What Is Dandruff?

Dandruff is a common and often embarrassing condition that is characterized by dry or greasy scales of skin that flake off the scalp.

Dandruff is frequently the result of seborrheic dermatitis, a condition that causes skin to become red, itchy and covered with white or yellow scales. Seborrheic dermatitis is most likely to occur where the skin has the most oil glands: on the scalp, eyebrows, nose, chest and groin. In infants, the condition is known as cradle cap, as it usually affects just the head.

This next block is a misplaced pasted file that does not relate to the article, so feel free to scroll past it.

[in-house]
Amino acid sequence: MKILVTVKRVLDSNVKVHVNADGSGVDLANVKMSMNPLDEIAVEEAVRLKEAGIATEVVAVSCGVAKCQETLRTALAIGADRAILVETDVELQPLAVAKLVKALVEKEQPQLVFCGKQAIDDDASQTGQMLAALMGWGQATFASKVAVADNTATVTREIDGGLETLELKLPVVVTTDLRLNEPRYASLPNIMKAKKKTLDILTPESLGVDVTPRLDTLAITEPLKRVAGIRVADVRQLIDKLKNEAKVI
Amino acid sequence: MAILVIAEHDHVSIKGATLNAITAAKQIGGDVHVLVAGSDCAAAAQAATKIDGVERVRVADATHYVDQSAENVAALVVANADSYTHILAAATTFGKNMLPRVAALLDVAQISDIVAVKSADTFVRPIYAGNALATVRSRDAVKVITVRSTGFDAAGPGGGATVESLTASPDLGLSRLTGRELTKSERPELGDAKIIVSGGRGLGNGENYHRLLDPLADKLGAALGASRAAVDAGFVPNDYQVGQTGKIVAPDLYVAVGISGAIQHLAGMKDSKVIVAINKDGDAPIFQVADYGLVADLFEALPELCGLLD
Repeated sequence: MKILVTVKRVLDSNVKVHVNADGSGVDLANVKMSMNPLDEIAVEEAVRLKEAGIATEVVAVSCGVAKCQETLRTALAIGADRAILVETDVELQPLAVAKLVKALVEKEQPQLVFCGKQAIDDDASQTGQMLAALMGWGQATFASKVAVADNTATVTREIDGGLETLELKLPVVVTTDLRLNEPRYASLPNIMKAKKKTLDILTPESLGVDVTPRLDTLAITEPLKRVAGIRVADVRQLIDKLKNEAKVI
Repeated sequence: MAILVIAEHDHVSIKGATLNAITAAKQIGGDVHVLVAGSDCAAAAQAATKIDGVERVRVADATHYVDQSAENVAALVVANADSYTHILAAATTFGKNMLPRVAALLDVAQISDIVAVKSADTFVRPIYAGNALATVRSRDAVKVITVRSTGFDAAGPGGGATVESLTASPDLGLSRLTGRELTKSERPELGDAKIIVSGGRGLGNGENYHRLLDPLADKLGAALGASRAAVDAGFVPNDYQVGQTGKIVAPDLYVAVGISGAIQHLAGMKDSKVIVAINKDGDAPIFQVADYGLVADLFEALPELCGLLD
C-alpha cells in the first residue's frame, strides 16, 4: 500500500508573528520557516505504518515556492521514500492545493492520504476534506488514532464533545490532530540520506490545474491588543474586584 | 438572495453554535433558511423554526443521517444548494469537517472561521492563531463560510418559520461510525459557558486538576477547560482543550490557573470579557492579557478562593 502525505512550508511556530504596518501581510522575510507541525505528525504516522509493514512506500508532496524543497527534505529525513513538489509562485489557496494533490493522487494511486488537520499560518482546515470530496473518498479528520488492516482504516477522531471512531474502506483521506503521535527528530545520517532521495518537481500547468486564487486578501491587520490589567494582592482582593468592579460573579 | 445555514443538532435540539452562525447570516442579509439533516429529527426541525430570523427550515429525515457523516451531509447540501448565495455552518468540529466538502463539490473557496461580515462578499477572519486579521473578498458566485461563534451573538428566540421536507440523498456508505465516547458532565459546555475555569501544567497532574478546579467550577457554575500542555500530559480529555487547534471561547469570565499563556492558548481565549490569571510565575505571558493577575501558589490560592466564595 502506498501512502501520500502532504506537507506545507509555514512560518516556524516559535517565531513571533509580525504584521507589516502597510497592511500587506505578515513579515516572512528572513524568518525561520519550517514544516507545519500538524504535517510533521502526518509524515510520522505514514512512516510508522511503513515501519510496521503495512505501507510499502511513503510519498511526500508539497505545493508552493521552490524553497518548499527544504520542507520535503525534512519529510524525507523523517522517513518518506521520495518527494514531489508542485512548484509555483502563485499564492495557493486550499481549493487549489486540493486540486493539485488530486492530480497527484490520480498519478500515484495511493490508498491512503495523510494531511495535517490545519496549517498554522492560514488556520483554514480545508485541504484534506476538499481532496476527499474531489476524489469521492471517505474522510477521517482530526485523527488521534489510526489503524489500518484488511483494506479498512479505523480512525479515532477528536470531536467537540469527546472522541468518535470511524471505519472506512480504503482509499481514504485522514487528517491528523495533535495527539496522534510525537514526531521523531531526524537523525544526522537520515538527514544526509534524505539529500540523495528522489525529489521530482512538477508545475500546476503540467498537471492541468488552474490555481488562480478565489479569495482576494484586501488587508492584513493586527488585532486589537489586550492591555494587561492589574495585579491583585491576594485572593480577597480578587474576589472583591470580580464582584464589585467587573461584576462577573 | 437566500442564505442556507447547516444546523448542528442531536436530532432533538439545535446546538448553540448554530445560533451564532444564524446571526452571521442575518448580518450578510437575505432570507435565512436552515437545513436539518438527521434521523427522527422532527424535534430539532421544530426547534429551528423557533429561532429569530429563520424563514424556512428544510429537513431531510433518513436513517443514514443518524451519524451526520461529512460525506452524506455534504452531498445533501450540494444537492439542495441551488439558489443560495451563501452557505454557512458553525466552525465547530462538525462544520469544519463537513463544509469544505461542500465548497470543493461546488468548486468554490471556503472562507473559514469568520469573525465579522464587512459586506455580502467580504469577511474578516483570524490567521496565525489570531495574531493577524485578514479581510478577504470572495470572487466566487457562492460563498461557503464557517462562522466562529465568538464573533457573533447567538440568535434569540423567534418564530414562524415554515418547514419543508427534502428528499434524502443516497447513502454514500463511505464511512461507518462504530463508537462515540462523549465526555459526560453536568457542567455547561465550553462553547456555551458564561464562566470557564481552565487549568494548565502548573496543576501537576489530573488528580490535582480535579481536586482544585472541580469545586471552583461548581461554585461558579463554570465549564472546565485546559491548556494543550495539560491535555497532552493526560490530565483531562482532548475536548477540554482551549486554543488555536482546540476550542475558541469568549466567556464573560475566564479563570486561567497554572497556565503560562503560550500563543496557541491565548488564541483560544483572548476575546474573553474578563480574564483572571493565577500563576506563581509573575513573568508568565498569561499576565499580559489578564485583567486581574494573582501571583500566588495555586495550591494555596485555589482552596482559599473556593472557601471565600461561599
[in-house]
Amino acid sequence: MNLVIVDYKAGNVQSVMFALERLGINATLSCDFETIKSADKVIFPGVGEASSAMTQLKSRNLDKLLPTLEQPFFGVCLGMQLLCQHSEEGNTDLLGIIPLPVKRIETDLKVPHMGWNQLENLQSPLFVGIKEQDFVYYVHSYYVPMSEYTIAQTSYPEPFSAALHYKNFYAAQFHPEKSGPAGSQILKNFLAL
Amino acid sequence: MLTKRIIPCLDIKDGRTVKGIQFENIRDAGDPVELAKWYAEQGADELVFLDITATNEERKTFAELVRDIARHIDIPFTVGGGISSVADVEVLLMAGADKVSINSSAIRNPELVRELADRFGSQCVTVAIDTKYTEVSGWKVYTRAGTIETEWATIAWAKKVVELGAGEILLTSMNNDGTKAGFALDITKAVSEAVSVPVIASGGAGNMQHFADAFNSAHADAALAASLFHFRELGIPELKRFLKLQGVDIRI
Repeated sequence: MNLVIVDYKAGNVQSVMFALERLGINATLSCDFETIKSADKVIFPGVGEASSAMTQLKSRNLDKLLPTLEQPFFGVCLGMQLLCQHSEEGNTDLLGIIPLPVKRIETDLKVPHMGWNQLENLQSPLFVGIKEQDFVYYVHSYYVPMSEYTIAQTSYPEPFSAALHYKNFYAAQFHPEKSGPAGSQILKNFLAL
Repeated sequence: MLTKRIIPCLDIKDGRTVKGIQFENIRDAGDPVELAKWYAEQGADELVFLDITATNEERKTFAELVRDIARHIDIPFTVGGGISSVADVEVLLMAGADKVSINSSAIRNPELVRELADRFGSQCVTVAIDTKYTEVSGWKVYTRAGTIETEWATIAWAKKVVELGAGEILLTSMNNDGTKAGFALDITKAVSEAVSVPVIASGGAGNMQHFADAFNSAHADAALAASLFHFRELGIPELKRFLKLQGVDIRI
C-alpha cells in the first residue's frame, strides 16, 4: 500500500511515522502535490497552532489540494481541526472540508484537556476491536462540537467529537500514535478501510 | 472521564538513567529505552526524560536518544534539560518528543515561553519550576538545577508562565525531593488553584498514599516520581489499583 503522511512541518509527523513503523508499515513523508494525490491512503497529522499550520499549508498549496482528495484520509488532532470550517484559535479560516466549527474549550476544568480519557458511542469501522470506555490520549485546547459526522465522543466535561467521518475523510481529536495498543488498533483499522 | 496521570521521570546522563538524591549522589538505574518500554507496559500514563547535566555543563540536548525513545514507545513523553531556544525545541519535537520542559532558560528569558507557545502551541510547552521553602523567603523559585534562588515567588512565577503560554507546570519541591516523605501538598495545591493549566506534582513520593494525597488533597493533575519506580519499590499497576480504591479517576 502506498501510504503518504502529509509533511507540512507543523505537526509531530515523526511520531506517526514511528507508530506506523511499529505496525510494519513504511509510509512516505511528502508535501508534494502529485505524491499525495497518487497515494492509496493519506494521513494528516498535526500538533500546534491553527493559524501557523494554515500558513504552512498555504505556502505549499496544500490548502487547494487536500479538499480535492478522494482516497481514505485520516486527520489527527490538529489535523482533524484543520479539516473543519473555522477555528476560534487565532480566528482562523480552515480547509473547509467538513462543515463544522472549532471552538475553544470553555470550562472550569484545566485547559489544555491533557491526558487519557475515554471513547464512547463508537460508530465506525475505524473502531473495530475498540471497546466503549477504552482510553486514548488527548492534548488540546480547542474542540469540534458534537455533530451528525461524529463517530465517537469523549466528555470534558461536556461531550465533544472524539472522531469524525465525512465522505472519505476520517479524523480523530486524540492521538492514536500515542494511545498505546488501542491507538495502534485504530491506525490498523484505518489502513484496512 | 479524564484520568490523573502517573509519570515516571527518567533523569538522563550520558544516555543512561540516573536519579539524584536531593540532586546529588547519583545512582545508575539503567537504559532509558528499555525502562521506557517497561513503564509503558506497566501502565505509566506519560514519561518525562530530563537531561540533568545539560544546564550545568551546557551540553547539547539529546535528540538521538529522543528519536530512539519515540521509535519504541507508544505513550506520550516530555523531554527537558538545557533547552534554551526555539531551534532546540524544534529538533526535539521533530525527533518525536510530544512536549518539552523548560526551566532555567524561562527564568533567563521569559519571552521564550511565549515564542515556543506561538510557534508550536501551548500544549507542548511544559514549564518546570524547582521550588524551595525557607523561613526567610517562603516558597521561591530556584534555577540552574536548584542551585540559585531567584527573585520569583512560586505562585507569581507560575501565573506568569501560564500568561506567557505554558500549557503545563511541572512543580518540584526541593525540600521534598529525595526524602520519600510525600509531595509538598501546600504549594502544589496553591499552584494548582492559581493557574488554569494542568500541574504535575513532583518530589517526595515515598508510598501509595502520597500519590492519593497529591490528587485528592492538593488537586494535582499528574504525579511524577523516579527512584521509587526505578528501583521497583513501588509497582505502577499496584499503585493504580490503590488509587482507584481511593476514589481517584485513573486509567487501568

Dandruff can occur at any age, but it’s most common in newborns and young adults. When it begins in adolescence, it often lasts many years. Those with an increased risk factor for dandruff include:

  • Men
  • People with oily skin and hair
  • People with:
    • HIV/AIDS
    • A weakened immune system
    • Hepatitis
    • Cancer
    • Parkinson disease
    • Alcoholic pancreatitis